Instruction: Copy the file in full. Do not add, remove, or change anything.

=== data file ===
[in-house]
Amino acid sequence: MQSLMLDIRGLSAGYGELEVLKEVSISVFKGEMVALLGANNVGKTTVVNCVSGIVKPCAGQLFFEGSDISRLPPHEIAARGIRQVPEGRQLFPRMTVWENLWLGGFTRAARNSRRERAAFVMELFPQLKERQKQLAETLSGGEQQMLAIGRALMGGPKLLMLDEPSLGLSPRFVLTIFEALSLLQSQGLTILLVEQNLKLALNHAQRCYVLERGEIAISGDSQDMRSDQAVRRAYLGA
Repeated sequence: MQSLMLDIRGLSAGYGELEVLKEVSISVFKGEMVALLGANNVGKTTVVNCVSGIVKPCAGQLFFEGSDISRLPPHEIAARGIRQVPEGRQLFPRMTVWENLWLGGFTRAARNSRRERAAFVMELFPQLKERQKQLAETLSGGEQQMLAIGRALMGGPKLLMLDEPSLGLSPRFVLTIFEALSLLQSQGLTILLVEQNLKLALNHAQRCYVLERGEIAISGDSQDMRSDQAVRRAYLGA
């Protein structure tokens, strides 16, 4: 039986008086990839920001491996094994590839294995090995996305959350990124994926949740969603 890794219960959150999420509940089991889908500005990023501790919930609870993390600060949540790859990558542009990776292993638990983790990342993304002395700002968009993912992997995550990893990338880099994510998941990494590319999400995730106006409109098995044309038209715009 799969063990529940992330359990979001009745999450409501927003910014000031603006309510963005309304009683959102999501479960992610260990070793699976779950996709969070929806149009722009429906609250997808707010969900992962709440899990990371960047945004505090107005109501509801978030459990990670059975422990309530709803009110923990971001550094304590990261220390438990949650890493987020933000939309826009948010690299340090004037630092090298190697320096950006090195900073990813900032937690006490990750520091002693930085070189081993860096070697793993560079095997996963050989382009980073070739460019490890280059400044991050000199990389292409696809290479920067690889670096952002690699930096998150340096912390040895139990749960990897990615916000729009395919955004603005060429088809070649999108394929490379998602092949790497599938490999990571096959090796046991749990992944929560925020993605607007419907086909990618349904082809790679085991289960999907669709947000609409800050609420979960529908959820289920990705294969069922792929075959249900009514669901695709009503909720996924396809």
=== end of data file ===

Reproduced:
[in-house]
Amino acid sequence: MQSLMLDIRGLSAGYGELEVLKEVSISVFKGEMVALLGANNVGKTTVVNCVSGIVKPCAGQLFFEGSDISRLPPHEIAARGIRQVPEGRQLFPRMTVWENLWLGGFTRAARNSRRERAAFVMELFPQLKERQKQLAETLSGGEQQMLAIGRALMGGPKLLMLDEPSLGLSPRFVLTIFEALSLLQSQGLTILLVEQNLKLALNHAQRCYVLERGEIAISGDSQDMRSDQAVRRAYLGA
Repeated sequence: MQSLMLDIRGLSAGYGELEVLKEVSISVFKGEMVALLGANNVGKTTVVNCVSGIVKPCAGQLFFEGSDISRLPPHEIAARGIRQVPEGRQLFPRMTVWENLWLGGFTRAARNSRRERAAFVMELFPQLKERQKQLAETLSGGEQQMLAIGRALMGGPKLLMLDEPSLGLSPRFVLTIFEALSLLQSQGLTILLVEQNLKLALNHAQRCYVLERGEIAISGDSQDMRSDQAVRRAYLGA
């Protein structure tokens, strides 16, 4: 039986008086990839920001491996094994590839294995090995996305959350990124994926949740969603 890794219960959150999420509940089991889908500005990023501790919930609870993390600060949540790859990558542009990776292993638990983790990342993304002395700002968009993912992997995550990893990338880099994510998941990494590319999400995730106006409109098995044309038209715009 799969063990529940992330359990979001009745999450409501927003910014000031603006309510963005309304009683959102999501479960992610260990070793699976779950996709969070929806149009722009429906609250997808707010969900992962709440899990990371960047945004505090107005109501509801978030459990990670059975422990309530709803009110923990971001550094304590990261220390438990949650890493987020933000939309826009948010690299340090004037630092090298190697320096950006090195900073990813900032937690006490990750520091002693930085070189081993860096070697793993560079095997996963050989382009980073070739460019490890280059400044991050000199990389292409696809290479920067690889670096952002690699930096998150340096912390040895139990749960990897990615916000729009395919955004603005060429088809070649999108394929490379998602092949790497599938490999990571096959090796046991749990992944929560925020993605607007419907086909990618349904082809790679085991289960999907669709947000609409800050609420979960529908959820289920990705294969069922792929075959249900009514669901695709009503909720996924396809």